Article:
Turner Classic Movies’ Summer Under the Stars showcases many renowned actors, and this time, part of it belongs to Eva Marie Saint.
Each August, the channel presents its festival that devotes a full day to the work of a given performer, and the actress who earned an Oscar for her movie debut opposite Marlon Brando in “On the Waterfront” gets her turn Sunday, Aug. 19.
Weekend daytime host Ben Mankiewicz — who has appeared with Saint at TCM-sponsored showings of “North by Northwest” in recent months — will comment on the afternoon attractions, while Robert Osborne introduces the evening features.
“I’ve been doing some things for TCM, and it’s been terrific,” Saint tells Zap2it. “All the people involved are so good, and I’m so pleased about this [tribute]. You don’t sit home every day looking at your resume, but even I was a little impressed by this list. All of the films stand on their own, and I worked with incredible directors, and all the characters are quite different.”
Mankiewicz notes “there aren’t that many more” movies Saint made beyond those in the “Summer Under the Stars” marathon, “and they’re all good. I hung out with Eva Marie on the first TCM Classic Cruise, then I immediately saw ‘All Fall Down’ and ‘36 Hours’ — and everybody knows ‘On the Waterfront’ and ‘North by Northwest.’ There’s so much classic stuff to get exposed to through her.”
Here are Saint’s reflections on several of the films being shown during her day in the Summer Under the Stars spotlight.
“On the Waterfront” (1954): “People think I walked into that right off the streets, but I had done lots of television. My first role was applauding off camera, and I remember calling my parents and saying, ‘You won’t see me, but you’ll hear me.’ Then the next week, I was on camera … applauding. I really started from scratch and got to see actors onstage, then I got small roles and gradually got to be the leading lady. And I never was nervous about it, ever.
“I’m not in awe of other actors, and you might think, ‘How could you be with Marlon Brando or Cary Grant and not be?’ Some are so extraordinary, though, I do have great respect for them. And when I won the Oscar, I thought, ‘I’m going be having a baby in about two days. Will it be a boy or a girl?’ My hospital room was filled with so many flowers, you’d have thought I’d passed on. It was very exciting, though.”
“Raintree County” (1957): “Of course, there was Liz [Taylor], but there was also Monty (Montgomery Clift) and how bashful he was. We hardly spoke. I invited him to have lunch one day on the set, and we sat there at the table, and he didn’t say anything. And I didn’t say anything, because I’m shy when I’m around shy people. Then we did one of the longest scenes we had in the movie, and it was a lesson: Just because an actor doesn’t speak doesn’t mean he isn’t a brilliant actor.”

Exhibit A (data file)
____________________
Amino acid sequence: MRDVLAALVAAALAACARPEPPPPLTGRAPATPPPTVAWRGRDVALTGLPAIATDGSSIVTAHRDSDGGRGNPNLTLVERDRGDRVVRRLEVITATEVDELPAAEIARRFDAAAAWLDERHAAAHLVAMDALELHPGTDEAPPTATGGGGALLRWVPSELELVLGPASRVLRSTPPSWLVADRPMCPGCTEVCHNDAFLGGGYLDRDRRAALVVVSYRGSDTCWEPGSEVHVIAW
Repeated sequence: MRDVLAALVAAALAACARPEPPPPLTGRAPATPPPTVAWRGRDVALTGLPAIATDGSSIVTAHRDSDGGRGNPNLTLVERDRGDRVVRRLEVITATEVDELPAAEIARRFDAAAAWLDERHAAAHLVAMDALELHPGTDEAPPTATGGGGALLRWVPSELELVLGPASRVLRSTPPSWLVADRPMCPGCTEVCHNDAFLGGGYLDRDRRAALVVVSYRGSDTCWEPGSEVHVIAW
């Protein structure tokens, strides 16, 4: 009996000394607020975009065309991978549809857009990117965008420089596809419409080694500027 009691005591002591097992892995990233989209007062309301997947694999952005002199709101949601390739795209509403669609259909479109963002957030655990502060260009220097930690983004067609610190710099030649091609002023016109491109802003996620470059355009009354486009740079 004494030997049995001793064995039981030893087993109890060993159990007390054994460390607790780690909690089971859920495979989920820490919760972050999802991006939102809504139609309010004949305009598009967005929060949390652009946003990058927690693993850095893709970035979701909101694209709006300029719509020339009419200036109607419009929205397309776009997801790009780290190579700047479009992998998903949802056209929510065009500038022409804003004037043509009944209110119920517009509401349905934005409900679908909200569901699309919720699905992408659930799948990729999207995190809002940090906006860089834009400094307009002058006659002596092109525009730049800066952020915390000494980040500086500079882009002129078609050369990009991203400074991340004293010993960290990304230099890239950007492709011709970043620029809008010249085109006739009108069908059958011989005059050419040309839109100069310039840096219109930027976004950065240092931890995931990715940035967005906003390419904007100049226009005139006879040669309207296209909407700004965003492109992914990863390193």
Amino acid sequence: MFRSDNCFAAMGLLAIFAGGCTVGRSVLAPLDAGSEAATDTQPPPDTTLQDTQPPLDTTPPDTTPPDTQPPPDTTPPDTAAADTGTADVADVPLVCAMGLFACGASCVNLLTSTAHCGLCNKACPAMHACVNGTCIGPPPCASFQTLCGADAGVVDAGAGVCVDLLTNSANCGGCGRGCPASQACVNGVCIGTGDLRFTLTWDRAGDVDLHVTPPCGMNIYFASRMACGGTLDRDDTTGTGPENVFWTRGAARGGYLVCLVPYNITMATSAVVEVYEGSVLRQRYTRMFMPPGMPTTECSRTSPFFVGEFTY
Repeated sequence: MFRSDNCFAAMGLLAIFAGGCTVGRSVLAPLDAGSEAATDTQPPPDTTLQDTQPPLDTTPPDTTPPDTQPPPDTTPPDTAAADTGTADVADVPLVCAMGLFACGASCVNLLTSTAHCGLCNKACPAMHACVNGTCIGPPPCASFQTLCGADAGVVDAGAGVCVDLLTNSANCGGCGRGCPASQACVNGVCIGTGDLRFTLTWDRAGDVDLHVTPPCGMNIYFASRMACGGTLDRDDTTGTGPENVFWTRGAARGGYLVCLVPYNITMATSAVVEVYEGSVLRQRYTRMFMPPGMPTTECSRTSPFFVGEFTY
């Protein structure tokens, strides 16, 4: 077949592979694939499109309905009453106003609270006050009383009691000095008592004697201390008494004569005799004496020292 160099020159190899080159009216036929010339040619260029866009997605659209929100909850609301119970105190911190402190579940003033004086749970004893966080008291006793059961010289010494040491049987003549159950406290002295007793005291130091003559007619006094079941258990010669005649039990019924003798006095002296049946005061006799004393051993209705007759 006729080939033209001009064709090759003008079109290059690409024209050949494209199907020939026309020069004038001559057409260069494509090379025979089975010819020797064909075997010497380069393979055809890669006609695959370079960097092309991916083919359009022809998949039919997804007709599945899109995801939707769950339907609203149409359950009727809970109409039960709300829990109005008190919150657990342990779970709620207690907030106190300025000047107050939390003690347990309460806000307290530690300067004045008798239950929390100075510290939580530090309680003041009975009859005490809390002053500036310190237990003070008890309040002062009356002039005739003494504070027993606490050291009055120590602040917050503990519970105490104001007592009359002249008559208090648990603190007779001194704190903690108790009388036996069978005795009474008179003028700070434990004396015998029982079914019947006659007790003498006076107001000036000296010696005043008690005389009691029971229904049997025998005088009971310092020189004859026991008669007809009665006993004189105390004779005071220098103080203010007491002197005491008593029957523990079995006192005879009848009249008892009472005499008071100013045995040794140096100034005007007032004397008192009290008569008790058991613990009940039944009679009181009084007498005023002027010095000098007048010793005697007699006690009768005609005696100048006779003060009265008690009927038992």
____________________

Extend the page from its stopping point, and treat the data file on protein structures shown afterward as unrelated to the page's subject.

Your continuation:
“North by Northwest” (1959): “I found [director Alfred Hitchcock] to be such a dear man. He had an offbeat sense of humor that wasn’t obvious, and I do believe he loved actors. He had faith in them, and he just somehow knew I’d be right as the sexy spy lady. And because he knew it, I thought, ‘Sure. Why not, if he thinks so?’ “
“All Fall Down” (1962): “I went to Bowling Green State University, which was a short distance from Toledo, Ohio … so I just loved playing Echo from Toledo. She goes to visit her mother’s friend and gets so involved with the family, and certainly with Warren Beatty’s character. And I loved working with [director] Johnny Frankenheimer. It didn’t make a lot of money, because MGM was pushing some other film that year, and they thought of this one as kind of arty.”
“The Sandpiper” (1965): “We were in France for much of that, and the reason was for tax purposes for [top-billed stars Elizabeth Taylor and Richard Burton]. I got to go to Paris, and that was fun. And I loved the costumes.”
“Grand Prix” (1966): “I remember the very last day, [Yves Montand] was sitting down, and I was standing by him for a scene. And he pulled me down on his lap, and he whispered, ‘Eva Marie! You are my favorite leading lady!’ And I melted.
“My daughter, who was about 7 or 8, just fell in love with him — like mother, like daughter, right? — and they wrote to each other for several years. He was just the sweetest man. He was not that fond of racing, yet with those dark circles around his eyes, it looked like he had worn goggles for years and years.”
Though her most recent movie credit was as Martha Kent in 2006’s “Superman Returns,” Saint isn’t retired. Born on the Fourth of July, she reports, “My husband [producer-director Jeffrey Hayden] and I have been doing the play ‘Love Letters,’ and I just love it. The [movie] roles are not that exciting, because younger writers don’t seem to write for older women. I would love to do something interesting, but I look at what I’ve done, and it’s hard to take less.”